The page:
In order to meet its renewable energy targets, Google has recently promised millions of dollars for clean-energy-supported manufacturing, signed deals on a record-breaking renewables portfolio, and even joined a couple of regional transmission organizations.
On Wednesday, the company announced it would push its renewables capabilities further by partnering its Cloud service with independent power producer AES Corporation on a “10-year strategic alliance,” which the companies said would use tools like artificial intelligence and data analytics to modernize the electric grid and support new renewables projects in the U.S. and Latin America.
The two companies are already working together on two projects in Chile; one is a 100-megawatt wind farm, and the other is an 80-megawatt solar installation that will power a Google data center. Those projects are part of the 1.6 gigawatts' worth of new capacity that Google announced in September.
Andrés Gluski, president and CEO of AES, said the new partnership would combine the “capabilities, footprint and experience of both companies.” The announcement sketched out the goals of the collaboration in broad terms, claiming that the use of cloud technology will enable more widespread use of clean energy.
The alliance did specify it will focus specifically on Uplight, a company created in July when AES merged Simple Energy and Tendril, and which provides “customer-facing solutions" for utilities. On Wednesday, Google and AES said Uplight will use Google Cloud technology “to enhance its end-to-end energy action system, to increase customer satisfaction and reduce carbon emissions.”
AES’ goals to transition to “an energy company of the future” — announced in 2017 — and its more recent efforts to reduce the carbon intensity of its portfolio 70 percent by 2030 align with Google’s plans to meet all of its electricity demand with renewables. The tech giant first met its 100 percent renewable energy target in 2017 and continues to buy more clean power to cover its expanding footprint. In its 2018 sustainability report, AES detailed the signing of 1,946 megawatts' worth of long-term renewables power-purchase agreements and said it plans to sign deals for an additional 2 to 3 gigawatts each year through 2022.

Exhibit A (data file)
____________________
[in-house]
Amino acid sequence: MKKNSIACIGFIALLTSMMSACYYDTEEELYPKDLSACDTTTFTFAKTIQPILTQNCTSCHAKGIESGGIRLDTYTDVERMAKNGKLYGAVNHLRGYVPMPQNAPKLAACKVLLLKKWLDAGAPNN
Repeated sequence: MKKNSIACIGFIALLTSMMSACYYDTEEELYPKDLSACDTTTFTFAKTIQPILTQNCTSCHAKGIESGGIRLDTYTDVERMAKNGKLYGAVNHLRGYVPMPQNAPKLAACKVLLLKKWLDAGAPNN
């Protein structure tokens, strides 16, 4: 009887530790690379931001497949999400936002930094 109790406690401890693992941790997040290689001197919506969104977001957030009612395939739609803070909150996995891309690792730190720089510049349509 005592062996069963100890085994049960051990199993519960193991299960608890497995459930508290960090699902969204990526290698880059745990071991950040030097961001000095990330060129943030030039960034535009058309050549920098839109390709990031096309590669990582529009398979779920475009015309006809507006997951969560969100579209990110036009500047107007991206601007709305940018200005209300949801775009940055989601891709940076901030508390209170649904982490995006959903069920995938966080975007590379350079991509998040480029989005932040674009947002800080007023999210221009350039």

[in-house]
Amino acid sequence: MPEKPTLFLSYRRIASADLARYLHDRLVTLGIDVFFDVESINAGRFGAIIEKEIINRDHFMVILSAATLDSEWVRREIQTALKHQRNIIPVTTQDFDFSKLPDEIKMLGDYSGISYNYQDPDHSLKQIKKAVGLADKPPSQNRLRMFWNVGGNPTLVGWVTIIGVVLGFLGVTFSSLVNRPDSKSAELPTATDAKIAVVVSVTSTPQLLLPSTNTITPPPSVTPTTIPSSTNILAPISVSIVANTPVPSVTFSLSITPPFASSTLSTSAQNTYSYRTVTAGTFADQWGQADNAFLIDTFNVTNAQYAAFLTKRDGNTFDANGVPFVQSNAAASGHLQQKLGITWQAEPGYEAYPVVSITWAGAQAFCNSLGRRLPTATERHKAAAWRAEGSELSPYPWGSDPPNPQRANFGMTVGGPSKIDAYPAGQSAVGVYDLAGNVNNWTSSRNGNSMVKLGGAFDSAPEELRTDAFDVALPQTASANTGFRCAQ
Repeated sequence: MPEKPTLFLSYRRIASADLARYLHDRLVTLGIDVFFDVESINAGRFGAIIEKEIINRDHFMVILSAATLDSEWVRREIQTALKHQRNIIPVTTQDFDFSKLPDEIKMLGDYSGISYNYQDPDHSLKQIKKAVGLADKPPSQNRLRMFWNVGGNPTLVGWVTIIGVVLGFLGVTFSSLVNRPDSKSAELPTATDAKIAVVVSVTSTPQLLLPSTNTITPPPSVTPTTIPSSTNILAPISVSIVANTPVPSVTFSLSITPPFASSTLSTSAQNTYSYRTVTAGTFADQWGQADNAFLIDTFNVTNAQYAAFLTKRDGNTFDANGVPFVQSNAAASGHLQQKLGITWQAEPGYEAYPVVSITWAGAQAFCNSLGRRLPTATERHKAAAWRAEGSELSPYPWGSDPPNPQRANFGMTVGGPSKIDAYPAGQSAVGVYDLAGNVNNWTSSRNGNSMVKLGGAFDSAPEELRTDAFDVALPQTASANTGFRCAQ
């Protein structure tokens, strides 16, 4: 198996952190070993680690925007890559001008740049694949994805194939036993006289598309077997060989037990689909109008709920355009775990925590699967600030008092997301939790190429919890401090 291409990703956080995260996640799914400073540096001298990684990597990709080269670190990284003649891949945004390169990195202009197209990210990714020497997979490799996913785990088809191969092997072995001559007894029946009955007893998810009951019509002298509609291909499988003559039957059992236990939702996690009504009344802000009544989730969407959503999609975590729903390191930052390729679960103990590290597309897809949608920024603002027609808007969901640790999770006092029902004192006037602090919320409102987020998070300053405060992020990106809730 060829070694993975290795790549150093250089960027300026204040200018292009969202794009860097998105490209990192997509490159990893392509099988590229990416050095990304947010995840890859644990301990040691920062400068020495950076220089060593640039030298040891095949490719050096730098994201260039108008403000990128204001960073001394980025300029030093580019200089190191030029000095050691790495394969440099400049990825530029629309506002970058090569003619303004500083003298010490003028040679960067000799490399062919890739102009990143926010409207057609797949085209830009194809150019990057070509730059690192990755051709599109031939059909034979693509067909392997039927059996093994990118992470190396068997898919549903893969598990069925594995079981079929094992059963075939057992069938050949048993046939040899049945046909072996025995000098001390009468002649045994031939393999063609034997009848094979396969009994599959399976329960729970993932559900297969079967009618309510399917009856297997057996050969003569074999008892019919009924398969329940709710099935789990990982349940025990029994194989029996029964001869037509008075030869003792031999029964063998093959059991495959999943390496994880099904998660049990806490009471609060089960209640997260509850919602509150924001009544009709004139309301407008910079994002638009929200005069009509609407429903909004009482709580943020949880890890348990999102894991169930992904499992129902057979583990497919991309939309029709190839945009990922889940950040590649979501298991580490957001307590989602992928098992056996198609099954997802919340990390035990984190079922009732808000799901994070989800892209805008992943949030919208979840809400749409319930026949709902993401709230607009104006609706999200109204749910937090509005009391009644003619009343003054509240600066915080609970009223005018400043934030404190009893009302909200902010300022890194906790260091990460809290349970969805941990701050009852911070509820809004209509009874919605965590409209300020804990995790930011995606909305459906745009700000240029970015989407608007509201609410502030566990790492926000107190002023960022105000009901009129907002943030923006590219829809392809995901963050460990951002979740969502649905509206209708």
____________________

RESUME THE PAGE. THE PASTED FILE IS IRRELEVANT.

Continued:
Of the company’s projects under construction as of the end of 2018, totaling more than 4 gigawatts, all were renewables or storage aside from a 1,320-megawatt coal plant in India and a 1,284-megawatt gas plant combined with energy storage in California (although those plants were the largest under construction).
Google also continues to move forward with clean energy commitments as its employees demand more aggressive climate action. This week, more than 1,000 of the company’s employees signed a letter calling for Google to promise zero emissions by 2030, stop funding any climate-denying “or -delaying” groups, end any contracts tied to fossil fuels, and deny engagement with any entities “enabling the incarceration, surveillance, displacement, or oppression of refugees or frontline communities,” populations that are disproportionately impacted by climate change. Some Google employees also participated in recent walkout climate strikes.
Also this week, Google announced it would select between eight and 10 climate “social impact” startups in Europe, Africa and the Middle East to participate in a six-month accelerator program. The company said startups will be selected based on the sustainable development goals laid out by the United Nations, which focus on topics such as climate, poverty and inequality. The tech company will offer mentoring and help the participating firms secure access to funders.